Tuesday, November 17, 2009

The Best Damn "Micro-Comedian" Ever!

What's a poor book-buyer to do? The Rogue Quinnette is out and about schlocking her ghost-written memoir: Going Rogue: An American Life (2009). Save your hard-earned (saved?) money and buy Molly Ivins: A Rebel Life (2009) instead. The Mollster, as she was known in this blog, gave us the immortal nickname for Governor Rick Perry (R-TX): "Goodhair." If you have any change left over, buy George Carlin's last book. George Carlin, dead, will make more sense than The Rogue Quinnette (Sarah Palin) will make until she draws her last breath. The Rogue Quinnette is lucky that The Mollster never got a shot at her. Carlin never shot directly at The Rogue Quinnette, but George did say: "In America, anyone can become president. That’s the problem." If this is a (fair & balanced) appreciation for genuine snark, so be it.

[x HuffPost]
George Carlin: The Last Words Of America's Greatest Comedian
By Tony Hendra

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For half a century, somewhere in America, night in, night out, George Carlin stood on a stage, raging, berating, sniping, griping, purring questions, snarling answers, kicking holes in the polyester pants of hypocrisy, puking down the nice clean tux of conventional wisdom, convulsing audiences and never failing to do

"...this real moron thing I do: it's called THINKING!"

Thinking counts. The riled-up, curmudgeonly commentator he played to such hilarious effect onstage was shot through with an intelligence that, like no other, got under the skin of the American Dream. All his life he yanked the band-aids off that battered carcass, and poked with savage indignation at what he found underneath. And the longer he did it, the better he got.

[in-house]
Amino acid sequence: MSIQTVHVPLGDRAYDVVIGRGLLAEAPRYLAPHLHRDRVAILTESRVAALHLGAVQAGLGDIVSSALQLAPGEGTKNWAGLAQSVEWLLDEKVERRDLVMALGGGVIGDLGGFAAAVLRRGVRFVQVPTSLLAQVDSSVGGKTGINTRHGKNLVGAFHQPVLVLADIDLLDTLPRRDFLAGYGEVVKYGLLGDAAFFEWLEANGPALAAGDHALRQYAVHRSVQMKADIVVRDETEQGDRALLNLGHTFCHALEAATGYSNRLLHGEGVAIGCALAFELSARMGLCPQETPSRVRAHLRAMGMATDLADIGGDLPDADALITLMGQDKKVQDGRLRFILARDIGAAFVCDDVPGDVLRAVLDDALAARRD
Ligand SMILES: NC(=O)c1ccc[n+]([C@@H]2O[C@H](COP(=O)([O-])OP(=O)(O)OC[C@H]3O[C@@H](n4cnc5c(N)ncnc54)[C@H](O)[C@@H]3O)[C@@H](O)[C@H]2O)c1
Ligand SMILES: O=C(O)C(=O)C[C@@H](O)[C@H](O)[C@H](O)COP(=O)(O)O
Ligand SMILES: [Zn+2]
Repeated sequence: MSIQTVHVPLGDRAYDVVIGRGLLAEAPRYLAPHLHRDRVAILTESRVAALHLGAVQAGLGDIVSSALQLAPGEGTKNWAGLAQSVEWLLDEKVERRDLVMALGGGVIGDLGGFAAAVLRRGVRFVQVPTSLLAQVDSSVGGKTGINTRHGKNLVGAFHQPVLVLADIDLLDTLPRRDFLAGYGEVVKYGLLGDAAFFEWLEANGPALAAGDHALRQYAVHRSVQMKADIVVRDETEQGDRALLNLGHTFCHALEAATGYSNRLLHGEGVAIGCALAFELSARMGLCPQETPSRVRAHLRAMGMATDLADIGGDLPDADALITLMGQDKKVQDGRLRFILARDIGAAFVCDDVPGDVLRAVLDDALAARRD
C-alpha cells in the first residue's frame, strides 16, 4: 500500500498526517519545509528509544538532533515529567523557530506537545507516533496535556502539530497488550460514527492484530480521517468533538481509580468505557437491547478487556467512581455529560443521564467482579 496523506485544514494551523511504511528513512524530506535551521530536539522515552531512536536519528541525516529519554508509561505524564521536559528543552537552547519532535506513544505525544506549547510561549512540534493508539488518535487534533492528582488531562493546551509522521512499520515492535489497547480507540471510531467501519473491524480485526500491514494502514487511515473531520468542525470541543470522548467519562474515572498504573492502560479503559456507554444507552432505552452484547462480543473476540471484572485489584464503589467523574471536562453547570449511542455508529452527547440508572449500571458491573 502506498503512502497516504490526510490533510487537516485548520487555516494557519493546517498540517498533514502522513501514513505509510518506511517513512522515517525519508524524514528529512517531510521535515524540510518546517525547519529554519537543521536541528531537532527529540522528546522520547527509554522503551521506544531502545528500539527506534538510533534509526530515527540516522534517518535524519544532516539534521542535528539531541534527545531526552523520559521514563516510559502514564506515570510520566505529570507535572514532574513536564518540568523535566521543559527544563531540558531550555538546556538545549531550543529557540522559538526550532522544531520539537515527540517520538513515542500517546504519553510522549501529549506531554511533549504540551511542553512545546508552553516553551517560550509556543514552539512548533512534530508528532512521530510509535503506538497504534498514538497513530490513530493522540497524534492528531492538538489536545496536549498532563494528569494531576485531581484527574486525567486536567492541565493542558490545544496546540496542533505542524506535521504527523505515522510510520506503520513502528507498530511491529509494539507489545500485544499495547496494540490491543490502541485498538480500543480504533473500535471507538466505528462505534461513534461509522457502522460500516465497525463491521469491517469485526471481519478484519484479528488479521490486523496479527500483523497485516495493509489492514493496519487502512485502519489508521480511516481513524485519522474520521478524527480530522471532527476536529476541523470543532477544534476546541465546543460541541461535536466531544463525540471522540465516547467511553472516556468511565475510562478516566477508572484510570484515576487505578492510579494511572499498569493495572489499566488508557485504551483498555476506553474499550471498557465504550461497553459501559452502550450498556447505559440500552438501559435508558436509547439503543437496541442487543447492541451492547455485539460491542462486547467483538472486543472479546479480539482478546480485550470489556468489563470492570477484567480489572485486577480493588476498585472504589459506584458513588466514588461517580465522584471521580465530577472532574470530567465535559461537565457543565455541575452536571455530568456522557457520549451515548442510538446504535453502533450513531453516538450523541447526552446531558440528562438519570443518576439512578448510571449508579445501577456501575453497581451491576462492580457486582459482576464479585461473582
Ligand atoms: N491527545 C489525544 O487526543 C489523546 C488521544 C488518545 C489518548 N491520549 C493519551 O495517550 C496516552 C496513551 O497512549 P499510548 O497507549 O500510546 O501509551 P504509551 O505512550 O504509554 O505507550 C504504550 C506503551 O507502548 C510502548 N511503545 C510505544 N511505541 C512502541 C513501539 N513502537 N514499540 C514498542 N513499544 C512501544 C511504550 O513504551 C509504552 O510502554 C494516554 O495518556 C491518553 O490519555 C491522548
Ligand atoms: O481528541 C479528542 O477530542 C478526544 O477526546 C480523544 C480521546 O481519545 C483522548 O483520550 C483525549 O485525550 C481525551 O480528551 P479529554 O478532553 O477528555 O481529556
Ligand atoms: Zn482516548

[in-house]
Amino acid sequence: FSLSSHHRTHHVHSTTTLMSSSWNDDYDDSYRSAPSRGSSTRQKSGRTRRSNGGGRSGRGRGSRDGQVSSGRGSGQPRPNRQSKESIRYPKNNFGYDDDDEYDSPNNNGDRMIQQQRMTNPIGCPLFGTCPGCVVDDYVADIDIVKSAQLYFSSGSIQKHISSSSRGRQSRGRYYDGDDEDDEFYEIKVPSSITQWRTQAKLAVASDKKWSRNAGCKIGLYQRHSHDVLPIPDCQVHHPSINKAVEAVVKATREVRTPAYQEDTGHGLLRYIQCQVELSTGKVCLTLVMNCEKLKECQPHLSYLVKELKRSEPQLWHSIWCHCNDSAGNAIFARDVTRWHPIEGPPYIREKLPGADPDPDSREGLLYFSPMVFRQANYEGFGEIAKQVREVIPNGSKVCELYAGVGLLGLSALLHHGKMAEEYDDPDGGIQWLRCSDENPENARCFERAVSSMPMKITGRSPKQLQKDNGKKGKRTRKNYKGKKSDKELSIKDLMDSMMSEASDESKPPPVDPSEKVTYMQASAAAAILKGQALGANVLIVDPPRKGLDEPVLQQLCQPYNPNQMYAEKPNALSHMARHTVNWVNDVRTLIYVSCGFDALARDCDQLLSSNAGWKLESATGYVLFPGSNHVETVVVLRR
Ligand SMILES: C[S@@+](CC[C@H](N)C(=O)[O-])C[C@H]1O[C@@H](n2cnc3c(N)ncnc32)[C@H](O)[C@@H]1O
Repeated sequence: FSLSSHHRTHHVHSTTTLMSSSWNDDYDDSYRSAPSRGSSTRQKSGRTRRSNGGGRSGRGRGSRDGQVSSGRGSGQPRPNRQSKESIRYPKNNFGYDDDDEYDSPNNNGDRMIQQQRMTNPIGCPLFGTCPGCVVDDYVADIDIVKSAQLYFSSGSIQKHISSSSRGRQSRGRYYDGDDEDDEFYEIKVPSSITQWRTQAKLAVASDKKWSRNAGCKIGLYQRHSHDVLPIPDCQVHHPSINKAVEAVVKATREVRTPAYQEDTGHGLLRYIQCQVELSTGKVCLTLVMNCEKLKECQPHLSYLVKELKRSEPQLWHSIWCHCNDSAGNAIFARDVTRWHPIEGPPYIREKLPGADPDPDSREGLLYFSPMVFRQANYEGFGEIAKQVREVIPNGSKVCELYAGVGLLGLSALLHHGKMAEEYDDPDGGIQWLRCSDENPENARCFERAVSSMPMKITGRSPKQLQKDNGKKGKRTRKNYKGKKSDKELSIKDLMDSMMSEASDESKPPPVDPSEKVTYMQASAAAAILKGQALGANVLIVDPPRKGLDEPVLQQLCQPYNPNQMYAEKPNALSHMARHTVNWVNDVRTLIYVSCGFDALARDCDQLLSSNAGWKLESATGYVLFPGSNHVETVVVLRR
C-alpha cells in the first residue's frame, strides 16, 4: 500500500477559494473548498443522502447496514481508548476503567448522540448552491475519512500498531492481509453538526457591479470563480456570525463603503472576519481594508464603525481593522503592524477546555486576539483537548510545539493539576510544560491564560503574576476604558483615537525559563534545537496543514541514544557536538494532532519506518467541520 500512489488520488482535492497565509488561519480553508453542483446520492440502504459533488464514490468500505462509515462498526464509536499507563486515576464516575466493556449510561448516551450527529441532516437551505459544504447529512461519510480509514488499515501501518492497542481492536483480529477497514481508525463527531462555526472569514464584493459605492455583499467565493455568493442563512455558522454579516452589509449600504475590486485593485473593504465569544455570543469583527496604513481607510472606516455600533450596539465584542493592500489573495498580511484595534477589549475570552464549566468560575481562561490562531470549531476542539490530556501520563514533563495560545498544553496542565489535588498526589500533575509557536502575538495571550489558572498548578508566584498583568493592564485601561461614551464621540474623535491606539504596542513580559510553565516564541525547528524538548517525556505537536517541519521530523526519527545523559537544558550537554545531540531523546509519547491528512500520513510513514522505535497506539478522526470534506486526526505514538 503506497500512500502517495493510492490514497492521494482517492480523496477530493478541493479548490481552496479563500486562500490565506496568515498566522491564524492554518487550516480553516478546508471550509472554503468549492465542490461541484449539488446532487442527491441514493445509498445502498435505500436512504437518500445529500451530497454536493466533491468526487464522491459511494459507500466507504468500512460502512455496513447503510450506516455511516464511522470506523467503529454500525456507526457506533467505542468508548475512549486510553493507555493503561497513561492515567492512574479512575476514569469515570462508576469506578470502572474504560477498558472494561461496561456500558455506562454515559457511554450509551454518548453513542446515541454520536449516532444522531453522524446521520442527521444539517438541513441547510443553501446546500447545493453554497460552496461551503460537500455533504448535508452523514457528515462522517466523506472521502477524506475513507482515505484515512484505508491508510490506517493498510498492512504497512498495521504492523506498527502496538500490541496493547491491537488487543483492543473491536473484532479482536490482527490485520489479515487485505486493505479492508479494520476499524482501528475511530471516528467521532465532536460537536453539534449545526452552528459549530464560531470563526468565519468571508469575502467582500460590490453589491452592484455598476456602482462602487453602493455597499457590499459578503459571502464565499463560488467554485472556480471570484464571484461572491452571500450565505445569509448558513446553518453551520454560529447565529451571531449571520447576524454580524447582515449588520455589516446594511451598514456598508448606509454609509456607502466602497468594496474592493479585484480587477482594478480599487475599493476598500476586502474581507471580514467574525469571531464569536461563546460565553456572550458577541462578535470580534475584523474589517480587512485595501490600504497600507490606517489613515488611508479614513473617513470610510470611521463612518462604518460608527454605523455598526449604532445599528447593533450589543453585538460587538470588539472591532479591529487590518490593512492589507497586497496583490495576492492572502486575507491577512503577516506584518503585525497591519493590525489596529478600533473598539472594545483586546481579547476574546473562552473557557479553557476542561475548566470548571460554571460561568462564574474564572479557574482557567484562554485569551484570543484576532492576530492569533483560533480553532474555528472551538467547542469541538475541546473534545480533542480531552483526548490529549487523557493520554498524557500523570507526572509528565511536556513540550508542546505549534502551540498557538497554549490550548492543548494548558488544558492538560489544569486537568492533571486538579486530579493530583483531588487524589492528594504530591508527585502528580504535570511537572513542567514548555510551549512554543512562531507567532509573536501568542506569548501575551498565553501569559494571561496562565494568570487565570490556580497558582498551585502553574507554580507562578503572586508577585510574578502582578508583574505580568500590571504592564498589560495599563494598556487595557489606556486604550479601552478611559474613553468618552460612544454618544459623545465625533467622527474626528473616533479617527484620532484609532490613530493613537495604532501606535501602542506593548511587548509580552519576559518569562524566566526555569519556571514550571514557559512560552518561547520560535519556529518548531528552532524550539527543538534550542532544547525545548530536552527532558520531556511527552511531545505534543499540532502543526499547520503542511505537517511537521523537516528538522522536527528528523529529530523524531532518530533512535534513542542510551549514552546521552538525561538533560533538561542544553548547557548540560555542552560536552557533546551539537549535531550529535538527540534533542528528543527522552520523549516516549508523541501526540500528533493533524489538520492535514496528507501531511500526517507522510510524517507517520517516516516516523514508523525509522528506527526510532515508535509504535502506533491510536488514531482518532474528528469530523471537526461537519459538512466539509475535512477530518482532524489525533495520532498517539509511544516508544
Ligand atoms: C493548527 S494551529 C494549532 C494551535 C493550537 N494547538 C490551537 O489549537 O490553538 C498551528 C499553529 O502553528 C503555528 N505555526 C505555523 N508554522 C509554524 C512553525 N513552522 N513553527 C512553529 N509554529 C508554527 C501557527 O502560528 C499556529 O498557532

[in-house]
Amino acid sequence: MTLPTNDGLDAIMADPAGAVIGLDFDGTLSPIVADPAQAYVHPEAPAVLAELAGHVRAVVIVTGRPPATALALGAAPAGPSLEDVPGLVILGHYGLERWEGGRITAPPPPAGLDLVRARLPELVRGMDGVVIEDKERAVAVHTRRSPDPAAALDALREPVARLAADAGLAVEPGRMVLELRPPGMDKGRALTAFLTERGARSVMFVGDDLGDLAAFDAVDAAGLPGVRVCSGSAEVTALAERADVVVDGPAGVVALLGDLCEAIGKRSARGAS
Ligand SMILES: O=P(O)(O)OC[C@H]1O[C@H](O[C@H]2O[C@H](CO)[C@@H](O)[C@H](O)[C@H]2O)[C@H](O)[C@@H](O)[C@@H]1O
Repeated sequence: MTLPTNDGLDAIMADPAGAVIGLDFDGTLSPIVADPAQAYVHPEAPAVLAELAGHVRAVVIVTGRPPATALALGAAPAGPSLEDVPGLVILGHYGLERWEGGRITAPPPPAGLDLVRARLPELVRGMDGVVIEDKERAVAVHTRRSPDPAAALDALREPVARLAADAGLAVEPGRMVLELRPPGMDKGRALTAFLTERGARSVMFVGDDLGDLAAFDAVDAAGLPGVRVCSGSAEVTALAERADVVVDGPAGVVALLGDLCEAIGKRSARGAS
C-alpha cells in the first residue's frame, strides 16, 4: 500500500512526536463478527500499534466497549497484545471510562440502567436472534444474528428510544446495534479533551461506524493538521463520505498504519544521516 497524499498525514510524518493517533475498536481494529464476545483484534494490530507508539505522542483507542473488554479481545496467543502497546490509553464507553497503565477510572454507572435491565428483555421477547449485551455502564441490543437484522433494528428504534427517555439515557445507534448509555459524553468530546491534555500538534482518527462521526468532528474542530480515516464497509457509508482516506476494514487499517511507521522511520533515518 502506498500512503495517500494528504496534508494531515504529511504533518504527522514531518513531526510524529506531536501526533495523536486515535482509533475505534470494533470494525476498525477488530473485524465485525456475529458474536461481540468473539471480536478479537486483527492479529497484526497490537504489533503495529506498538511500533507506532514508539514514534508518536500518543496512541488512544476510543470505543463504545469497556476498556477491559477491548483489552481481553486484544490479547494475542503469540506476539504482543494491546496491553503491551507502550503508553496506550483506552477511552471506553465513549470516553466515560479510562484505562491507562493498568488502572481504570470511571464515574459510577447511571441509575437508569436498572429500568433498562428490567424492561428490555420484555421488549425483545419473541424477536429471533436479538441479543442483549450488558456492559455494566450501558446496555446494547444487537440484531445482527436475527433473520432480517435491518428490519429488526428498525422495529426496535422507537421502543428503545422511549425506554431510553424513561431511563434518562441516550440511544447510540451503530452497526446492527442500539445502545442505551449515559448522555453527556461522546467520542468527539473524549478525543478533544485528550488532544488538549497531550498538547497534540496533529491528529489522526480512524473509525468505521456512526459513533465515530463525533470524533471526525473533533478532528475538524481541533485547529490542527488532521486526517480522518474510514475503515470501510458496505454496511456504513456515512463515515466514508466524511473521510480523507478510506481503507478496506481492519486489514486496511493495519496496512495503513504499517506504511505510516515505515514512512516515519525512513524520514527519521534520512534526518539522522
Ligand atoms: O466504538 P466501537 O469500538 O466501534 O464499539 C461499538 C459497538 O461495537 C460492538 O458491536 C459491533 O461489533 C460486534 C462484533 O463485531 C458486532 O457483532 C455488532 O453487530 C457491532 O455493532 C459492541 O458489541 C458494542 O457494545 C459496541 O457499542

"It's called The American Dream because to believe it, you have to be ASLEEP!"

Unlike many of his peers he died uncorrupted, uncompromised and not particularly wealthy. He was urban not suburban, his voice bristling with the energy of the Harlem streets from which he sprang, cutting through middle-class crap like a fine old bone-handled straight-razor. Because he did this live, often in lowbrow locales like blue-collar clubs and Vegas, the idea that George Carlin was a major artist may raise the hackles of the artist-ocracy. That would be their loss. In his maturity Carlin became a unique creative force, equal parts actor, philosopher, satirist, poet — a genuine man of the people, not a multi-millionaire charlatan hiding in a studio, an artist who sharpened his art with and for live human beings, not the anonymous zero of a camera lens.